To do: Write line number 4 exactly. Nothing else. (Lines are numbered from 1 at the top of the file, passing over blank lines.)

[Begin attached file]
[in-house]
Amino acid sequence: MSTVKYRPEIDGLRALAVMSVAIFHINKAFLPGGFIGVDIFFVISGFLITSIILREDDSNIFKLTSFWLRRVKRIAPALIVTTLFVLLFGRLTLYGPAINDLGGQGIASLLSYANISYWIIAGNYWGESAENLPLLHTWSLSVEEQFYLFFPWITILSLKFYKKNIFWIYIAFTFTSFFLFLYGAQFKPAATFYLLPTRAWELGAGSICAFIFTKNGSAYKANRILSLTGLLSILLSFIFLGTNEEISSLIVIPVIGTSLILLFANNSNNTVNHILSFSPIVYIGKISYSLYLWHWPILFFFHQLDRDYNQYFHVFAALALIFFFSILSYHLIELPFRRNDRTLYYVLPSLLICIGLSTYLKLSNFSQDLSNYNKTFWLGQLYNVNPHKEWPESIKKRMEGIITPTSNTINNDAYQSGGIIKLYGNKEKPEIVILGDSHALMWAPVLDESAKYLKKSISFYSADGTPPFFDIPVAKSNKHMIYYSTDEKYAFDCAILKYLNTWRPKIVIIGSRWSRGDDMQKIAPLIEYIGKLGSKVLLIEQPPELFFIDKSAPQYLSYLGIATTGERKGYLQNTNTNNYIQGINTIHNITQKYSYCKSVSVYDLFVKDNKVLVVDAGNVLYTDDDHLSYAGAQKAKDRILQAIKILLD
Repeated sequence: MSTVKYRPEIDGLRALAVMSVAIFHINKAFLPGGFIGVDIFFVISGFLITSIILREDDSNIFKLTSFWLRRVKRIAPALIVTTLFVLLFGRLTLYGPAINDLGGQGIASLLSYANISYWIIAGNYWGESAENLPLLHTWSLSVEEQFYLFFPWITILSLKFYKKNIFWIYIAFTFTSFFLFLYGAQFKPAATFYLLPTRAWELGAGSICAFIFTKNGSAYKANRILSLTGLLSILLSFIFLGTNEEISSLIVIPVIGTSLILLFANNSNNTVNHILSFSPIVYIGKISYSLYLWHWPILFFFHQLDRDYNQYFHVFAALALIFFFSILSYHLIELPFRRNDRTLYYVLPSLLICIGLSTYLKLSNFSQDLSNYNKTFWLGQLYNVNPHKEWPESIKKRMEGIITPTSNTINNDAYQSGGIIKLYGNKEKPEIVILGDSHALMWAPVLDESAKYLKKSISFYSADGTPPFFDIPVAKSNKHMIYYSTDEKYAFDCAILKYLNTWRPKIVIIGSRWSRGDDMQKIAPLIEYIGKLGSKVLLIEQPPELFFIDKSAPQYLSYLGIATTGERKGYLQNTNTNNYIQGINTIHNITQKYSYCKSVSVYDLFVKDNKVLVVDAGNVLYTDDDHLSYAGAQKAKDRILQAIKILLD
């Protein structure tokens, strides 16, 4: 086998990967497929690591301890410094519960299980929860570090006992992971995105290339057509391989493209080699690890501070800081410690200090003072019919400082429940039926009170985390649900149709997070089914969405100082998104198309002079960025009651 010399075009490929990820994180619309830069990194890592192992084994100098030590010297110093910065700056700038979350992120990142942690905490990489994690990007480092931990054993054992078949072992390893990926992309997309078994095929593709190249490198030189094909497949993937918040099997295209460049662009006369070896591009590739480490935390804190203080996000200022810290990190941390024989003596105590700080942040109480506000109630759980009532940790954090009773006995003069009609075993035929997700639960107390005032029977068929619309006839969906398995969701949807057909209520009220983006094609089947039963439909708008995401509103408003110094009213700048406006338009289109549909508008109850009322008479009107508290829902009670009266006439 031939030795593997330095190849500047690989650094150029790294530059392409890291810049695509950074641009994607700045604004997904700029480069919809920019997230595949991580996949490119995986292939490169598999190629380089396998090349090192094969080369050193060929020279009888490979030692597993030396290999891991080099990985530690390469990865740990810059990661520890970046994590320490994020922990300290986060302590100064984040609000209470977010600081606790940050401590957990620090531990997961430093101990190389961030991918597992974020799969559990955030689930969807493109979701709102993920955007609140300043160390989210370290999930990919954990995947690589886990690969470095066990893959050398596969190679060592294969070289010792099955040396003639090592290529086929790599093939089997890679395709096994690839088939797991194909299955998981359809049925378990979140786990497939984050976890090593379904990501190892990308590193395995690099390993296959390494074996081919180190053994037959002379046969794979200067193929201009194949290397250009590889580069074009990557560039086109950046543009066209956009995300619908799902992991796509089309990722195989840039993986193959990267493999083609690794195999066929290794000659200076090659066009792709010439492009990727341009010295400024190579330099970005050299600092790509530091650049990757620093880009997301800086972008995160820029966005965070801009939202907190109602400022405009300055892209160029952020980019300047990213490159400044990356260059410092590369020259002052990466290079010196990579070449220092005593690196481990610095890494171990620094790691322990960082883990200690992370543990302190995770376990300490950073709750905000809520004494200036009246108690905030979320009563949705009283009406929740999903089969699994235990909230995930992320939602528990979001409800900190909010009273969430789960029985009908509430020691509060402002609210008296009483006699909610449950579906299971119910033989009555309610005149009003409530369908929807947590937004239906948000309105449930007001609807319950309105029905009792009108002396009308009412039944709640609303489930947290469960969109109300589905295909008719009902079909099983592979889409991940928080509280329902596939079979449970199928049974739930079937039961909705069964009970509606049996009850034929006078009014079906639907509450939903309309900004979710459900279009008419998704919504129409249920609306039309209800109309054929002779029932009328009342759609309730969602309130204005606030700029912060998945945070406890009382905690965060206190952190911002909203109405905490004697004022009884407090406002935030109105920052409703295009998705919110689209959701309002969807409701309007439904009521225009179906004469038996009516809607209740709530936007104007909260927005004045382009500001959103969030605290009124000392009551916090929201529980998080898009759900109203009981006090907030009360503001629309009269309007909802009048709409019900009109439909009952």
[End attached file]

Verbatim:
């Protein structure tokens, strides 16, 4: 086998990967497929690591301890410094519960299980929860570090006992992971995105290339057509391989493209080699690890501070800081410690200090003072019919400082429940039926009170985390649900149709997070089914969405100082998104198309002079960025009651 010399075009490929990820994180619309830069990194890592192992084994100098030590010297110093910065700056700038979350992120990142942690905490990489994690990007480092931990054993054992078949072992390893990926992309997309078994095929593709190249490198030189094909497949993937918040099997295209460049662009006369070896591009590739480490935390804190203080996000200022810290990190941390024989003596105590700080942040109480506000109630759980009532940790954090009773006995003069009609075993035929997700639960107390005032029977068929619309006839969906398995969701949807057909209520009220983006094609089947039963439909708008995401509103408003110094009213700048406006338009289109549909508008109850009322008479009107508290829902009670009266006439 031939030795593997330095190849500047690989650094150029790294530059392409890291810049695509950074641009994607700045604004997904700029480069919809920019997230595949991580996949490119995986292939490169598999190629380089396998090349090192094969080369050193060929020279009888490979030692597993030396290999891991080099990985530690390469990865740990810059990661520890970046994590320490994020922990300290986060302590100064984040609000209470977010600081606790940050401590957990620090531990997961430093101990190389961030991918597992974020799969559990955030689930969807493109979701709102993920955007609140300043160390989210370290999930990919954990995947690589886990690969470095066990893959050398596969190679060592294969070289010792099955040396003639090592290529086929790599093939089997890679395709096994690839088939797991194909299955998981359809049925378990979140786990497939984050976890090593379904990501190892990308590193395995690099390993296959390494074996081919180190053994037959002379046969794979200067193929201009194949290397250009590889580069074009990557560039086109950046543009066209956009995300619908799902992991796509089309990722195989840039993986193959990267493999083609690794195999066929290794000659200076090659066009792709010439492009990727341009010295400024190579330099970005050299600092790509530091650049990757620093880009997301800086972008995160820029966005965070801009939202907190109602400022405009300055892209160029952020980019300047990213490159400044990356260059410092590369020259002052990466290079010196990579070449220092005593690196481990610095890494171990620094790691322990960082883990200690992370543990302190995770376990300490950073709750905000809520004494200036009246108690905030979320009563949705009283009406929740999903089969699994235990909230995930992320939602528990979001409800900190909010009273969430789960029985009908509430020691509060402002609210008296009483006699909610449950579906299971119910033989009555309610005149009003409530369908929807947590937004239906948000309105449930007001609807319950309105029905009792009108002396009308009412039944709640609303489930947290469960969109109300589905295909008719009902079909099983592979889409991940928080509280329902596939079979449970199928049974739930079937039961909705069964009970509606049996009850034929006078009014079906639907509450939903309309900004979710459900279009008419998704919504129409249920609306039309209800109309054929002779029932009328009342759609309730969602309130204005606030700029912060998945945070406890009382905690965060206190952190911002909203109405905490004697004022009884407090406002935030109105920052409703295009998705919110689209959701309002969807409701309007439904009521225009179906004469038996009516809607209740709530936007104007909260927005004045382009500001959103969030605290009124000392009551916090929201529980998080898009759900109203009981006090907030009360503001629309009269309007909802009048709409019900009109439909009952």